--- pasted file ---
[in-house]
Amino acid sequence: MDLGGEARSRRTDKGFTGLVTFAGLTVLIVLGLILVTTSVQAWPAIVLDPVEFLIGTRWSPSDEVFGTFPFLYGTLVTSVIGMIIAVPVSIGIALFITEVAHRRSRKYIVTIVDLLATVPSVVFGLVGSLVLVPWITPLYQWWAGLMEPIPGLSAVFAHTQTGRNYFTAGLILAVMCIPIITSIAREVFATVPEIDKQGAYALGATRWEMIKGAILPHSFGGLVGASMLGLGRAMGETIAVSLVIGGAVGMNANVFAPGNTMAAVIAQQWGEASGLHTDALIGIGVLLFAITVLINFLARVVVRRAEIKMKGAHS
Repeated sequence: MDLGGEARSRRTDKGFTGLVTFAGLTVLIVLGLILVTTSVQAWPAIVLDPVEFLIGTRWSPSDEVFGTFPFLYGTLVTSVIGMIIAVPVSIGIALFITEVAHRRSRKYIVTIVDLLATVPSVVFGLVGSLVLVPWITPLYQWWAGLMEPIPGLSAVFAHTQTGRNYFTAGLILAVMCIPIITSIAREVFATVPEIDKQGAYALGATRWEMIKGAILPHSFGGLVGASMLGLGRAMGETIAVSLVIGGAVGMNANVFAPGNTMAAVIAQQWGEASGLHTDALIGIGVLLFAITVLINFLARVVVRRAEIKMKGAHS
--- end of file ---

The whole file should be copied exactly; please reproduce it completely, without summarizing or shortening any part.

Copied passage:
[in-house]
Amino acid sequence: MDLGGEARSRRTDKGFTGLVTFAGLTVLIVLGLILVTTSVQAWPAIVLDPVEFLIGTRWSPSDEVFGTFPFLYGTLVTSVIGMIIAVPVSIGIALFITEVAHRRSRKYIVTIVDLLATVPSVVFGLVGSLVLVPWITPLYQWWAGLMEPIPGLSAVFAHTQTGRNYFTAGLILAVMCIPIITSIAREVFATVPEIDKQGAYALGATRWEMIKGAILPHSFGGLVGASMLGLGRAMGETIAVSLVIGGAVGMNANVFAPGNTMAAVIAQQWGEASGLHTDALIGIGVLLFAITVLINFLARVVVRRAEIKMKGAHS
Repeated sequence: MDLGGEARSRRTDKGFTGLVTFAGLTVLIVLGLILVTTSVQAWPAIVLDPVEFLIGTRWSPSDEVFGTFPFLYGTLVTSVIGMIIAVPVSIGIALFITEVAHRRSRKYIVTIVDLLATVPSVVFGLVGSLVLVPWITPLYQWWAGLMEPIPGLSAVFAHTQTGRNYFTAGLILAVMCIPIITSIAREVFATVPEIDKQGAYALGATRWEMIKGAILPHSFGGLVGASMLGLGRAMGETIAVSLVIGGAVGMNANVFAPGNTMAAVIAQQWGEASGLHTDALIGIGVLLFAITVLINFLARVVVRRAEIKMKGAHS